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  • The Internet and Civil War Studies
  • Earl J. Hess

Even though it may seem as if the internet has always been a feature of our lives, it actually is no more than a quarter century old. That is enough time for it to have had an important impact on the field of Civil War studies, and yet no one has pondered that impact, assessed its importance on how we currently work, or predicted where this information superhighway could take us in the next quarter century.

This essay is a first step toward assessing the internet's effect on Civil War studies. I see six broad categories associated with the World Wide Web that are relevant to Civil War scholarship. What follows is a brief summary of findings and conclusions within each category, with more information on these later.

First, the web has made an enormous amount of out-of-print, published primary material available to historians. Second, staff members of archival institutions have encountered many limitations in their efforts to scan and place large amounts of unpublished manuscript material on the internet. Third, there is no evidence that the internet has enhanced scholars' abilities to market and sell their books; in fact, it might have lessened their opportunities to do so. Fourth, the internet has not fostered increased collaboration among Civil War historians. Fifth, the most striking finding of this essay, the surveys indicate that most Civil War historians do not trust, like, or participate in social media. Sixth, there are so many informational websites concerning Civil War topics that the electronic world can be likened to a swamp through which concerned scholars must pick their way carefully. [End Page 207]

Background and History

The story of the internet's creation of is an intriguing one. It started with Sputnik in 1957. The first artificial satellite to orbit the earth was a Russian invention, and it sparked fear and dread in the United States, not to mention several government initiatives to catch up with the Soviets in the overheated atmosphere of the Cold War. President Dwight D. Eisenhower authorized the creation of the Advanced Research Projects Agency (ARPA) within the Department of Defense to help get America's first satellite into orbit by 1959. After that, ARPA turned its attention to computers and worked on the creation of a way to link researchers, contractors, and military commanders into an electronic network for faster collaboration. The project had tried to promote research, development, and national defense. Ten years later, the ARPANET was created, linking the University of California at Los Angeles, Stanford University, the University of California at Santa Barbara, and the University of Utah in December 1969.1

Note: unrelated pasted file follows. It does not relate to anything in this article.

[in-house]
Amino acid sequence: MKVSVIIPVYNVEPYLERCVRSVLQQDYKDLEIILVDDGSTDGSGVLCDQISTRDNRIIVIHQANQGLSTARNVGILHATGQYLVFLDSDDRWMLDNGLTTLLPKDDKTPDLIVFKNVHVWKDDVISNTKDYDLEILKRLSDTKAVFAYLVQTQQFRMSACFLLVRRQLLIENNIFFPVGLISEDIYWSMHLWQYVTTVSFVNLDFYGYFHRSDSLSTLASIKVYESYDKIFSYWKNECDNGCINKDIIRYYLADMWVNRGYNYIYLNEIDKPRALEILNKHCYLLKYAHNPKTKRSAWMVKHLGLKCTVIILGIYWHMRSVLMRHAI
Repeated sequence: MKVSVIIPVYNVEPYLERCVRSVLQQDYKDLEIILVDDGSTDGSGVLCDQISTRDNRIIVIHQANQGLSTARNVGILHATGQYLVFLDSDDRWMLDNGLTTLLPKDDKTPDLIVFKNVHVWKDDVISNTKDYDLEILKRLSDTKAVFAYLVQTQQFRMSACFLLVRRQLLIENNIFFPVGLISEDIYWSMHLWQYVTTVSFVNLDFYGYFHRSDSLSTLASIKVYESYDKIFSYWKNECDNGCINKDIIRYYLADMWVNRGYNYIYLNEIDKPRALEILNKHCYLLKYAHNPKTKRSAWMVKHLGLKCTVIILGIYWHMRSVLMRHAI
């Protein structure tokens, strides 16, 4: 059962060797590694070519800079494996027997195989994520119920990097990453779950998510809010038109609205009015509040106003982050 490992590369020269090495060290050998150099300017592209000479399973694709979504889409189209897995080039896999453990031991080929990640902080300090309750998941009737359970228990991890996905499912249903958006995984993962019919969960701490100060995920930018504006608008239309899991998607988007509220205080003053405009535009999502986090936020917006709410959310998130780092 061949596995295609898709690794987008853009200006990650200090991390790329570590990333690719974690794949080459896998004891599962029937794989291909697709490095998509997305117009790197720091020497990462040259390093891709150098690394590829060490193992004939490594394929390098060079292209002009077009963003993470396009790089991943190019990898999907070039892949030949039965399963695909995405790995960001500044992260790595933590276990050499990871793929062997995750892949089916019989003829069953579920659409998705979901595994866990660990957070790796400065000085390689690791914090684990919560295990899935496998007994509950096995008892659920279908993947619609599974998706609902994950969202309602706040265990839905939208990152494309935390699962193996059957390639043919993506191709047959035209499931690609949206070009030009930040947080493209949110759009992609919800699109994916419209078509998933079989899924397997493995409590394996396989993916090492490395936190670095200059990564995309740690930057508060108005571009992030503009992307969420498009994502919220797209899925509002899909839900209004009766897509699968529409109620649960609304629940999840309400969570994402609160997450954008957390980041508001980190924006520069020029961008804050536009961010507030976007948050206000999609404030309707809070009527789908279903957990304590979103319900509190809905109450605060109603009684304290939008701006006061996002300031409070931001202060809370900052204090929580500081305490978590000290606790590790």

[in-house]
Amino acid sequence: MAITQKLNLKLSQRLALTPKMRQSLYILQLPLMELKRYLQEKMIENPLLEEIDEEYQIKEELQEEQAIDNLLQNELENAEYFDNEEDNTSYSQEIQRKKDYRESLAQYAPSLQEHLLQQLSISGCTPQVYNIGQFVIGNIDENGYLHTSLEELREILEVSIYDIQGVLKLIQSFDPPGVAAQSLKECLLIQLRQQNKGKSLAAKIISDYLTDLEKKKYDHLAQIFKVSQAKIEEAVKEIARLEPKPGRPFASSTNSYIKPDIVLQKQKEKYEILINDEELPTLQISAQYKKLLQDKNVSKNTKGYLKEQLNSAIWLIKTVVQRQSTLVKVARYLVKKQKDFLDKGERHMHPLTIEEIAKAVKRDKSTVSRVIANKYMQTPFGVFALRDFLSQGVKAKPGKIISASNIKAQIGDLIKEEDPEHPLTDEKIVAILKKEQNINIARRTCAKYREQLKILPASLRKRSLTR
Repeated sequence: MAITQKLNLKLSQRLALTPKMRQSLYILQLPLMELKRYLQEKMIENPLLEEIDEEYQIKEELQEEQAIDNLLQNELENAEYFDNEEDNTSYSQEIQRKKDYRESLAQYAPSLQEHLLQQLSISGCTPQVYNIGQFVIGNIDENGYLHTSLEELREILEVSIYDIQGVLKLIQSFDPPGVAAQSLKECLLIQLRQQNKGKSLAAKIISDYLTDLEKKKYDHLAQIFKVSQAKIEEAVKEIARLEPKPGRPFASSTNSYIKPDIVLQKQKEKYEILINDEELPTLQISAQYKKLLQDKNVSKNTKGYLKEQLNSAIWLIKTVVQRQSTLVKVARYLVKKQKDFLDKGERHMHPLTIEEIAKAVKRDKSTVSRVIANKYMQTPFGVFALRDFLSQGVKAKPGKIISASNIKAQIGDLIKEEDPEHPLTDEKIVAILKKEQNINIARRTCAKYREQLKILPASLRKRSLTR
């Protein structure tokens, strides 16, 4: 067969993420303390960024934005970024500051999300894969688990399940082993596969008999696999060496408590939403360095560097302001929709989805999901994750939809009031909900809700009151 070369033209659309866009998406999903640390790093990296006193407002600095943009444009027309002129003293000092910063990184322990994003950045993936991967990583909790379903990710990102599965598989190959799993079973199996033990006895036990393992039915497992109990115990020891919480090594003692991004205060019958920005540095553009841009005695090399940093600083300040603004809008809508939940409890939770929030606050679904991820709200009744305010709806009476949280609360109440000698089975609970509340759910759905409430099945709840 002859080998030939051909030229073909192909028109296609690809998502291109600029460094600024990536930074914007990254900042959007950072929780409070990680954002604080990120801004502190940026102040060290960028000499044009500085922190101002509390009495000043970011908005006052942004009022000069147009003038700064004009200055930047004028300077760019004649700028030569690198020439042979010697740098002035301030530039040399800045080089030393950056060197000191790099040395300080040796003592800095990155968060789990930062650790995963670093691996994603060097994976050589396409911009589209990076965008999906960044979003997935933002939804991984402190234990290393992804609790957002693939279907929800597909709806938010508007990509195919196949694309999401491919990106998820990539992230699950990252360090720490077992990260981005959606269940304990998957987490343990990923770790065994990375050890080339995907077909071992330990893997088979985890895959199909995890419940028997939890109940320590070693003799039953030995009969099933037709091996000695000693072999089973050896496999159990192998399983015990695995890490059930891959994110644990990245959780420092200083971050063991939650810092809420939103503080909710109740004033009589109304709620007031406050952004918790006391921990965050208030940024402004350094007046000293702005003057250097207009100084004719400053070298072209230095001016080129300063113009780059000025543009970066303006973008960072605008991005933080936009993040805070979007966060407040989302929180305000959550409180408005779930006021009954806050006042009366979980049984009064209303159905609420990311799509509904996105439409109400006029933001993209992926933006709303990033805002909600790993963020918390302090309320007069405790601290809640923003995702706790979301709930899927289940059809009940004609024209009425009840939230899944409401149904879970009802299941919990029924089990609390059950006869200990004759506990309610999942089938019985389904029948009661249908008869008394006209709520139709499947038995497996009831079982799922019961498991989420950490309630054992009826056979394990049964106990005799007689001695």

ARPANET was only the first crude step toward what we know as the internet. The Advanced Research Projects Agency was replaced by another governmental body, the Defense Advanced Project Agency. DAPA began to work on the Inter-netting Project, an effort to create a "uniform communications language" that could be applied to many of the developing computer networks in order to create "a single mega network." If successful, it could provide the venue for an expansion of small networks into a common network. Many other, nongovernmental, organizations also became involved in the process of developing the information superhighway. These commercial ventures were beginning to provide access to the mega network for private subscribers.2

But a key element in the development of the internet as we know it lay in the creation of a common computer language, or hypertext, which could not only link the user to anything on the internet but handle graphics as well as text. Tim Berners-Lee of the European Laboratory for Particle Physics provided the start of this hypertext during the 1970s and 1980s. Another key element in the development of the internet lay in the creation of a web browser, software designed to interact with the internet. This final, major piece of the puzzle appeared in 1991 with Mosaic, developed by the National Center for Supercomputing Applications at the University of Illinois, Urbana. Netscape Navigator, created by the Netscape [End Page 208] Communications Corporation, followed in 1994, and Microsoft introduced Internet Explorer in 1995.3



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pp. 207-234
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